From the Section Chair
I’m delighted to have the opportunity to help steer the Section over the next two years and would like to express the heartfelt appreciation I know we all share to Bob Solomon for his leadership from 2017-2019 as Section Chair.
There are a number of initiatives I’m interested in undertaking over the next two years. I look forward to hearing your thoughts about them, your honest critique of those that are unfeasible and inappropriate, and your support for and participation in those that seem worthy. These initiatives include:
- A renewed exploration of those ways that the medical humanities are clinically relevant. We’ve done a great job establishing ourselves as the artists, writers, and poets within ACEP and as defined by our art, writing, and poetry. This work is tremendously important, but risks putting us in a safe box that is separate from actual clinical care. I’m interested in pushing the envelope on “applied medical humanities” or those ways our work informs the immediate care of patients and our immediate dialogues as clinicians. As one small example, the passage of Resolution #13 in the Council this year (which dictates ACEP is no longer to use the word “provider” in its descriptions of health care professionals) speaks to the fact that words matter to all of us. We are, and should be positioning ourselves as, the experts in such dialogues, and offering corresponding resources to our colleagues. This is a call to arms to begin asserting the relevance of our work to actual clinical care.
- In the context of the clinical relevance of what we do, we already have a fantastic platform and set of tools living at https://www.acep.org/humanities-at-the-bedside. A corollary to the call to arms above would be to encourage our Section members to promote this tool, and to contribute to the Resources section within it and continue to grow it into the powerful engine it can continue to be.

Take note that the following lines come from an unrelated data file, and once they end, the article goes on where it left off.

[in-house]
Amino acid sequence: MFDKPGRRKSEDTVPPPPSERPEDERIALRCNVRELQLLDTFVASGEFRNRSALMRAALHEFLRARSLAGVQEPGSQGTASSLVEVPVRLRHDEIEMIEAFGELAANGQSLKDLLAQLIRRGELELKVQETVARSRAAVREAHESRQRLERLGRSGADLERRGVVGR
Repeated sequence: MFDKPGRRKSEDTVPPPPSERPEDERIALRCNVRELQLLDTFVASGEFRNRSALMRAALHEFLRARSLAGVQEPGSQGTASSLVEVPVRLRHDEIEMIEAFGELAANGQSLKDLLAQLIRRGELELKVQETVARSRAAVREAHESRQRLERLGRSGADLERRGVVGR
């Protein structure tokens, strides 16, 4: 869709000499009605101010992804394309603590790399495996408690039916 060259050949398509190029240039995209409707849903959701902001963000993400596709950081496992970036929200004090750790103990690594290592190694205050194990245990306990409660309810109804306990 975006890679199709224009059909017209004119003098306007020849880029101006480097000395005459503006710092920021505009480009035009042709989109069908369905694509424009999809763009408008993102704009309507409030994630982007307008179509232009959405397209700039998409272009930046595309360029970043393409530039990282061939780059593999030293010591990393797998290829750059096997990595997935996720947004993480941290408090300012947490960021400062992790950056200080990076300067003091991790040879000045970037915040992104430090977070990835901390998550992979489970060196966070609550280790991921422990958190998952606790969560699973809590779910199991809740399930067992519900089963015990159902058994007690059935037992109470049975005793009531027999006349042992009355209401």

- I’d like to reinvigorate discussions on the “engagED” listserv for our Section. This email tool connects us together and allows us to carry on discussions and make decisions between formal Section meetings. I’ll begin launching some specific questions on that platform to help us build a real online community around topics that we should be addressing.
- In the context of reinforcing the clinical and practical relevance of our work, I’d like to suggest launching a “Copyediting Opportunities Strike Team” (COST) program. At least speaking for me, I actually enjoy copyediting the work of others. This could be a service we’d provide to fellow ACEP members who would like to have short pieces of writing formally copyedited. We could promise a 24-hour turnaround and have a strike team roster with a single unified email alias like firstname.lastname@example.org. Material sent into it would be forwarded to those of us interested in a COST, and whoever was first available would grab it and turn it around back to the submitter with copyedits in place. Thoughts? We can discuss this further by engagED listserv!
- In the context of further refining projects already in place, we have some work to do in clarifying the intent and submission eligibility of our writing (prose and poetry) and visual arts awards, and in putting final design features in place for the new book Emergency Medicine Narratives that recognizes the last dozen years of those awards. This work is ongoing, and there will surely be more dialogue about that on engagED as well.
- At our Section meeting we also discussed expanding our attention more to the visual and auditory arts, especially as they relate to our overall goal over the next two years to reinforce our clinical relevance. I totally agree with this. Ideas floated at the Section meeting included integrating into emergency department design initiatives with regard to visual arts, further emphasizing the work being done in Psychological First Aid and other technologies to capture psychology research on the clinical effect of words, and others. Please share your thoughts!
We have exciting days ahead!
Seth Collings Hawkins, MD, FACEP